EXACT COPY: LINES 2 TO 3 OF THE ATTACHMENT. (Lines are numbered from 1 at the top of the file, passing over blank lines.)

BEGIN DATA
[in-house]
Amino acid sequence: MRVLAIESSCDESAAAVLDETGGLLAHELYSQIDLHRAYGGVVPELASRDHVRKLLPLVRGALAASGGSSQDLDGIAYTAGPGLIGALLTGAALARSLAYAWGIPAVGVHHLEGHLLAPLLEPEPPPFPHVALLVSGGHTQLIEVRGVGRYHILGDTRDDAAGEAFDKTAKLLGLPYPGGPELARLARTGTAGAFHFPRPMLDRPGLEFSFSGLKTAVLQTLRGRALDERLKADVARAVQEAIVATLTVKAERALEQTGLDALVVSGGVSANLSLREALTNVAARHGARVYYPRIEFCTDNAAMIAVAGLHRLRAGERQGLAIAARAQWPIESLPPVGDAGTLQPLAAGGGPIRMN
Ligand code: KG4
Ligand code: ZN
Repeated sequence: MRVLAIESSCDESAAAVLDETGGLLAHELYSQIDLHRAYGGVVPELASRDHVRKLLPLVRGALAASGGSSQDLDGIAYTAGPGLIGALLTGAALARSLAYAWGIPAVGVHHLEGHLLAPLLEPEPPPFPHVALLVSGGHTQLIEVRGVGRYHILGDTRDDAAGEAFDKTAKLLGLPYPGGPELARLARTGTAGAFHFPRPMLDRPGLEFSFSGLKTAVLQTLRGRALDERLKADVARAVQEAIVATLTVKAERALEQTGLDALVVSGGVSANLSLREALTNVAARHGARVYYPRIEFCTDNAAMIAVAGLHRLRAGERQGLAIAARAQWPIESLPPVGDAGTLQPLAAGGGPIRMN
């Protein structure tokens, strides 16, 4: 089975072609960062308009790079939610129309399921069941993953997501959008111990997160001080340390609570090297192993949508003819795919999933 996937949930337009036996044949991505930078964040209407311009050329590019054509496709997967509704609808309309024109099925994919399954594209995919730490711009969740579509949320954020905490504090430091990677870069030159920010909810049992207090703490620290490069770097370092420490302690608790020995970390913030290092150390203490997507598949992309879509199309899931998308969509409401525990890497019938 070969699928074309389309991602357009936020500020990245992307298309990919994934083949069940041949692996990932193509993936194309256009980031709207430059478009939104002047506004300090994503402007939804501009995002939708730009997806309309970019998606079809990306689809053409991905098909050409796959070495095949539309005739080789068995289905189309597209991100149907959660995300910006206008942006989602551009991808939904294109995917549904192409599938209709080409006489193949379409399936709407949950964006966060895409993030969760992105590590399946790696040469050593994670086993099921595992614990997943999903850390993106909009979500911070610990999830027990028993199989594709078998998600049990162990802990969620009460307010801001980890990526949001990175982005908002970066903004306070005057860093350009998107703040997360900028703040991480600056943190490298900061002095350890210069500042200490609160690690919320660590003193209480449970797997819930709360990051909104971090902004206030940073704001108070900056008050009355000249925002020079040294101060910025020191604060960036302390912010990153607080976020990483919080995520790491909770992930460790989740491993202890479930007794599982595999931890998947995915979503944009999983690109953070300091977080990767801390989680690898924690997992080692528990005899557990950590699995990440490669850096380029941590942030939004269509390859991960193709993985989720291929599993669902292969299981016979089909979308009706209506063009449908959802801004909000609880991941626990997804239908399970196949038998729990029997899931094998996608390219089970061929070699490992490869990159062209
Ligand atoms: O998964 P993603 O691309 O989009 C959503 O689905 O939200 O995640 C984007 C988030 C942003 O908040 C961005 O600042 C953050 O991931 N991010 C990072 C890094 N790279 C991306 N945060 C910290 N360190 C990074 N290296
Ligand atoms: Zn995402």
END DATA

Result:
Amino acid sequence: MRVLAIESSCDESAAAVLDETGGLLAHELYSQIDLHRAYGGVVPELASRDHVRKLLPLVRGALAASGGSSQDLDGIAYTAGPGLIGALLTGAALARSLAYAWGIPAVGVHHLEGHLLAPLLEPEPPPFPHVALLVSGGHTQLIEVRGVGRYHILGDTRDDAAGEAFDKTAKLLGLPYPGGPELARLARTGTAGAFHFPRPMLDRPGLEFSFSGLKTAVLQTLRGRALDERLKADVARAVQEAIVATLTVKAERALEQTGLDALVVSGGVSANLSLREALTNVAARHGARVYYPRIEFCTDNAAMIAVAGLHRLRAGERQGLAIAARAQWPIESLPPVGDAGTLQPLAAGGGPIRMN
Ligand code: KG4